Global changes and the future of micromammal-macroparasite interactions

Serge Morand, Robert Poulin, Boris R. Krasnov

    Research output: Chapter in Book/Report/Conference proceedingChapterpeer-review

    3 Scopus citations

    Abstract

    Recent changes and scenarios of future changes pose serious threats for
    living resources, conservation of biodiversity and health. Global changes
    are the results of increases in all factors of anthropogenetic origins: atmospheric conditions, land uses, over-exploitation of resources, biotic invasions and pollutants. Global changes affect biodiversity by increasing the
    rate of extinction, by modifying the functioning of ecosystems and then by
    affecting the health of plants, animals and humans. The causes and consequences of global changes and global warming are the matter of numerous
    scientific papers, reviews, books and reports (Vitousek et al. 1997; Ottersen et al. 2001; Stenseth et al. 2002; Walther et al. 2002; Cury and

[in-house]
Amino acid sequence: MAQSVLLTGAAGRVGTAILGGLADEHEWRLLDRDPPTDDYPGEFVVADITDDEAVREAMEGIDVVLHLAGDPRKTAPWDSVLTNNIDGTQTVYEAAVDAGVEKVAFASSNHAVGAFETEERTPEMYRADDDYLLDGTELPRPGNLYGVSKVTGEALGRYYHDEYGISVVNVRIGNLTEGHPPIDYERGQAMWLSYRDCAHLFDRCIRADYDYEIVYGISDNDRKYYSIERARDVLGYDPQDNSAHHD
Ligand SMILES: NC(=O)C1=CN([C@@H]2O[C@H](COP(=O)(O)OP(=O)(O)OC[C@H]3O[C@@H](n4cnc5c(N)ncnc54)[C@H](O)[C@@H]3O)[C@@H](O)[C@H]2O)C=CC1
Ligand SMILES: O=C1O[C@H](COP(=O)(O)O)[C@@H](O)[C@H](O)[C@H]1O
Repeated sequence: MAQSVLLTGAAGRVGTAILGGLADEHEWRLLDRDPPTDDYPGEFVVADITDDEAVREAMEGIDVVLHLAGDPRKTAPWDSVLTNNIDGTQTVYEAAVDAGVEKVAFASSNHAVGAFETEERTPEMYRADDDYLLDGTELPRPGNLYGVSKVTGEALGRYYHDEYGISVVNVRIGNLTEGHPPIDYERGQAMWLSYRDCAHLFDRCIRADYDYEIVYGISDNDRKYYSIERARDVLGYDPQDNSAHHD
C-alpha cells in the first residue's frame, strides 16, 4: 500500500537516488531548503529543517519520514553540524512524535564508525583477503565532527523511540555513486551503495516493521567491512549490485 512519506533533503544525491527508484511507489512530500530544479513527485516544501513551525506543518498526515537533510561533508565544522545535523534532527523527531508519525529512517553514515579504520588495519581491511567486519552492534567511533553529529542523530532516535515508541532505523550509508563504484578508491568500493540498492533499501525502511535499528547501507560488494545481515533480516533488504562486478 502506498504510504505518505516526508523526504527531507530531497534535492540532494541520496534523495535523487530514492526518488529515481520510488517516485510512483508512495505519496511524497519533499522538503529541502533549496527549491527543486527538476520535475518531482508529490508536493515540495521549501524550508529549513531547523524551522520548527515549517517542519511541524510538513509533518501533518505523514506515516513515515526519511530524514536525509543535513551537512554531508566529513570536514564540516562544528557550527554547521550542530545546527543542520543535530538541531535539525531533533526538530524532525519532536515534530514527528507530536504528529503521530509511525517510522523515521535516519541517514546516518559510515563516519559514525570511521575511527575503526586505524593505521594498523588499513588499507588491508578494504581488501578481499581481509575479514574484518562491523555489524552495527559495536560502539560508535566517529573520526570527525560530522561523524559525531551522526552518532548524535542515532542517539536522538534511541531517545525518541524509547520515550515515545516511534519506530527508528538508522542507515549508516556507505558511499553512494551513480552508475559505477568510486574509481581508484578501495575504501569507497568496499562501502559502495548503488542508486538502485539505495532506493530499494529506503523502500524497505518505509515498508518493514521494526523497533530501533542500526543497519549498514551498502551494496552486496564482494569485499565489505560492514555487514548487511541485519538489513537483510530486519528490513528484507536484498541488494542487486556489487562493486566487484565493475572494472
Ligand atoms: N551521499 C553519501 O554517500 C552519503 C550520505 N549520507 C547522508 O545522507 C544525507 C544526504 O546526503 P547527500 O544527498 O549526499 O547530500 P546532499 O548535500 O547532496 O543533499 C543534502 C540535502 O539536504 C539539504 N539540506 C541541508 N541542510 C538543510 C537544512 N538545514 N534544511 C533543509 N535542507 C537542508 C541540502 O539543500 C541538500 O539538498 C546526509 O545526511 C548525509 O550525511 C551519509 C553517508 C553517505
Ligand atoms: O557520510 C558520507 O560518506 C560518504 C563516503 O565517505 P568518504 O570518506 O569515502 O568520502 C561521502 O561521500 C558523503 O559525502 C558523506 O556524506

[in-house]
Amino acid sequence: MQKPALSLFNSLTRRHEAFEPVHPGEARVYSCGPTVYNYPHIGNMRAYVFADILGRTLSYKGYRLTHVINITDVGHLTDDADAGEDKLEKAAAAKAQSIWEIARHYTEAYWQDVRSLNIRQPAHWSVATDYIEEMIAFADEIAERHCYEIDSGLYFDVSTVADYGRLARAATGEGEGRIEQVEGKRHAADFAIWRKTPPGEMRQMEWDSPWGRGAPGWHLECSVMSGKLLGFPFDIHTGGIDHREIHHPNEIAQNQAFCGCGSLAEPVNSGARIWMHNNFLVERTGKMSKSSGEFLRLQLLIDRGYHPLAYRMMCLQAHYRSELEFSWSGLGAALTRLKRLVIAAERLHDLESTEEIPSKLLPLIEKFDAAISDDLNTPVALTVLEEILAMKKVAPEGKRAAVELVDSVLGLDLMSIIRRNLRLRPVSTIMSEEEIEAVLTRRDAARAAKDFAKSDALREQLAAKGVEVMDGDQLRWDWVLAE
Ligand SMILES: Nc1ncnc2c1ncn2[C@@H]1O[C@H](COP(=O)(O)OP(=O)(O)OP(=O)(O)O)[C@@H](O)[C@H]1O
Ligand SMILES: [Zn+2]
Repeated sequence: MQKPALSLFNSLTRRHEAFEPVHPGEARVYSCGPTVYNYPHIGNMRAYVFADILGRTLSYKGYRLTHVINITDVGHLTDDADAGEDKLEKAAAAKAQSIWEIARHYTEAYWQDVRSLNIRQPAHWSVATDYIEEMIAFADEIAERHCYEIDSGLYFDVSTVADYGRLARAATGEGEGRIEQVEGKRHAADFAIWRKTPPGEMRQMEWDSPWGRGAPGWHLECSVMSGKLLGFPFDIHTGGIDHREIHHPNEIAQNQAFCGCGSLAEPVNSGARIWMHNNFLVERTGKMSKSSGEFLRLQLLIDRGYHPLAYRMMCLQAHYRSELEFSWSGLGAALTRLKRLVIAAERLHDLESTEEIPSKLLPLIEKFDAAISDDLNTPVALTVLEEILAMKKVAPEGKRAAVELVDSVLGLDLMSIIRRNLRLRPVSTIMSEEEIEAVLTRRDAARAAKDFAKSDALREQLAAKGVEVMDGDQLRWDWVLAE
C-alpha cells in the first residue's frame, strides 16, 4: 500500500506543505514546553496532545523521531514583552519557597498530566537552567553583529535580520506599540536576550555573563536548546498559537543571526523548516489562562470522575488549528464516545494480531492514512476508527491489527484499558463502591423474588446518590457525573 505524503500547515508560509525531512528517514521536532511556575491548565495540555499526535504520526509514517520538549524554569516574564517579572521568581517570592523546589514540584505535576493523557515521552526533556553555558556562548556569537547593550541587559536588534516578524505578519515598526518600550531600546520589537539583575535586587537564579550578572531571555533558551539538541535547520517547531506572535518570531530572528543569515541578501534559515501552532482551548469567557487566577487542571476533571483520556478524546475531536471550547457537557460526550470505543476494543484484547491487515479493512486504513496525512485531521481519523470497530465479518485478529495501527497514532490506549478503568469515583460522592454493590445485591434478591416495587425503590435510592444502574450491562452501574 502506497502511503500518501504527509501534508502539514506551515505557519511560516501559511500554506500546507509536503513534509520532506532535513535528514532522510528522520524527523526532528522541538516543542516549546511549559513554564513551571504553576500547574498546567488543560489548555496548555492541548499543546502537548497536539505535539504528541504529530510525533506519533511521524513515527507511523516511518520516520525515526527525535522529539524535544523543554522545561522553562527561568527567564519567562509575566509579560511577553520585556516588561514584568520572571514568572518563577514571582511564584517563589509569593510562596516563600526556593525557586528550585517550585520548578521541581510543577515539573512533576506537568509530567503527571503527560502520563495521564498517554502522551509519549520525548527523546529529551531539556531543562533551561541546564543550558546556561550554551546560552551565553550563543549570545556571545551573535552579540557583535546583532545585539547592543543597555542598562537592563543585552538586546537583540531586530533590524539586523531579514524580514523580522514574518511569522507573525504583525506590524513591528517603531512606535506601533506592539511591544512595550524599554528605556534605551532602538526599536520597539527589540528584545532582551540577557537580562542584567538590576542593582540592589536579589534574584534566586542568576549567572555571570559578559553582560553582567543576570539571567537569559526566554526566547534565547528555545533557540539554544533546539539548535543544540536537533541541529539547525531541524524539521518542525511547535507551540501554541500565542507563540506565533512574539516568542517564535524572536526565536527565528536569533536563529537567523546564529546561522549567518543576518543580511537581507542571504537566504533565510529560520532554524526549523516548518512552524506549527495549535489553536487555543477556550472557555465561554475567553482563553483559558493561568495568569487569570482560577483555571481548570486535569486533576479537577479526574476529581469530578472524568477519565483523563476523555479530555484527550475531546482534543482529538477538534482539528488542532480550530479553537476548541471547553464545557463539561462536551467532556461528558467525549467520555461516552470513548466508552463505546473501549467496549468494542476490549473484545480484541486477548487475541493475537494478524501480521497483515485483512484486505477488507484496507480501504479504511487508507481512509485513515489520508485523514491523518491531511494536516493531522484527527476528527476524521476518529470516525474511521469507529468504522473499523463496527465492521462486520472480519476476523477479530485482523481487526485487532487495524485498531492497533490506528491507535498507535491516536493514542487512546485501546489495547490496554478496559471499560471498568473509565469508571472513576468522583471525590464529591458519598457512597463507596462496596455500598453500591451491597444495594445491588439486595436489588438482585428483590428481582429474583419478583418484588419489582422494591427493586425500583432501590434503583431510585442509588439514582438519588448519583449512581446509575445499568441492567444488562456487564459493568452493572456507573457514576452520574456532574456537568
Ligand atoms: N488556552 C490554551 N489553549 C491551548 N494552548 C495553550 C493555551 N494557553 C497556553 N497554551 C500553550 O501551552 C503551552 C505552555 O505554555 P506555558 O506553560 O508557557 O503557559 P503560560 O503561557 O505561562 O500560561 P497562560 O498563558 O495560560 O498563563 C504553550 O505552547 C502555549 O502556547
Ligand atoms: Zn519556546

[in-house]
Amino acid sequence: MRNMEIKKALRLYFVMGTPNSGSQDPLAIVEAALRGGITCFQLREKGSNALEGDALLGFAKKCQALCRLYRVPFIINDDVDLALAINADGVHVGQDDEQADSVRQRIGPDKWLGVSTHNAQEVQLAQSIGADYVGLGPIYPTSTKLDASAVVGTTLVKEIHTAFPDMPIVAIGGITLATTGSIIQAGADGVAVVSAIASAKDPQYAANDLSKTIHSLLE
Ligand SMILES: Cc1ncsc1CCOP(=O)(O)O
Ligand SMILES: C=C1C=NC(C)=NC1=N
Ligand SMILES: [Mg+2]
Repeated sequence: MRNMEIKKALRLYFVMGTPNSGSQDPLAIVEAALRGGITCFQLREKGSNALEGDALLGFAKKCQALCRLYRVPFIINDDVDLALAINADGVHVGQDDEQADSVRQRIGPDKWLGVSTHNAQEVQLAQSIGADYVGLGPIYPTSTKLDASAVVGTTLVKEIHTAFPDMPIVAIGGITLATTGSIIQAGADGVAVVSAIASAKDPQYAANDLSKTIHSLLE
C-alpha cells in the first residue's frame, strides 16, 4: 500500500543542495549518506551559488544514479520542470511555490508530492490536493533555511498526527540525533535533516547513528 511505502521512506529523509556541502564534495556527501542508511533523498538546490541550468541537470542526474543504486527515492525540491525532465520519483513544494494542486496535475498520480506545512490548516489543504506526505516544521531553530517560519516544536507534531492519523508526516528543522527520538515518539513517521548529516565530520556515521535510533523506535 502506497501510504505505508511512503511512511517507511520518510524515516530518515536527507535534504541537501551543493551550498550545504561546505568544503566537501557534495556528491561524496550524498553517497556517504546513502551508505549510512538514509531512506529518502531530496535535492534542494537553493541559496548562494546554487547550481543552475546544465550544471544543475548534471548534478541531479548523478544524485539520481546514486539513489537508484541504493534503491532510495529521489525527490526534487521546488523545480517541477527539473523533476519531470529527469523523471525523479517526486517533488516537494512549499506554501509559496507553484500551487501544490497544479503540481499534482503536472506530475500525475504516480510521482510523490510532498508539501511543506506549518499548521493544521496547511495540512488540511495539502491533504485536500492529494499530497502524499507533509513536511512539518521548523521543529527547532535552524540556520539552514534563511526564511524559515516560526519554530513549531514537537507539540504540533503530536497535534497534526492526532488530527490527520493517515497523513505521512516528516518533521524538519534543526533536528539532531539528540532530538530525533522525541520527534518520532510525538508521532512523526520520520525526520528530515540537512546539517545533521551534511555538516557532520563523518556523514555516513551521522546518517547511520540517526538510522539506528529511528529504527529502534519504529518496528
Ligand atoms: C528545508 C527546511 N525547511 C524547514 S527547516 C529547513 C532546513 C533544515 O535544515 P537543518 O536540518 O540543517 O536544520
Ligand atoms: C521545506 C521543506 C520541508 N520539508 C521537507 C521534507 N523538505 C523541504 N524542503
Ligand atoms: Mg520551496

Morand 2004; Lovejoy and Hannah 2005). Several reviews have dealt with
    the consequences of global changes for host -parasite and pathogen interactions (Shope 1991; Dobson and Carter 1992; Colwell 1996; Daily and
    Erhlich 1996; Patz et al. 1996, 2000; Sutherst 1998, 2001, 2004; Sutherst
    et al. 1998; Rogers and Randolph 2000; Wilson 2000; Harvell et al. 1999,
    2002; Marcogliese 2001; Kovats et al. 2002; Mouritsen and Poulin 2002;
    Poulin 2006). This chapter aims to explore how host-parasite interactions,
    and in particular small mammals and their endo- and ectoparasites, are affected by the rapid and pronounced changes that are affecting our planet
    Original languageEnglish
    Title of host publicationMicromammals and Macroparasites
    Subtitle of host publicationFrom Evolutionary Ecology to Management
    PublisherSpringer Japan
    Pages617-635
    Number of pages19
    ISBN (Electronic)9784431360254
    ISBN (Print)4431360247, 9784431360247
    DOIs
    StatePublished - 1 Jan 2006

    Keywords

    • Global Change
    • West Nile Virus
    • Lyme disease
    • Basic Reproduction Number
    • Lyme Borreliosis

    ASJC Scopus subject areas

    • General Biochemistry, Genetics and Molecular Biology
    • General Medicine

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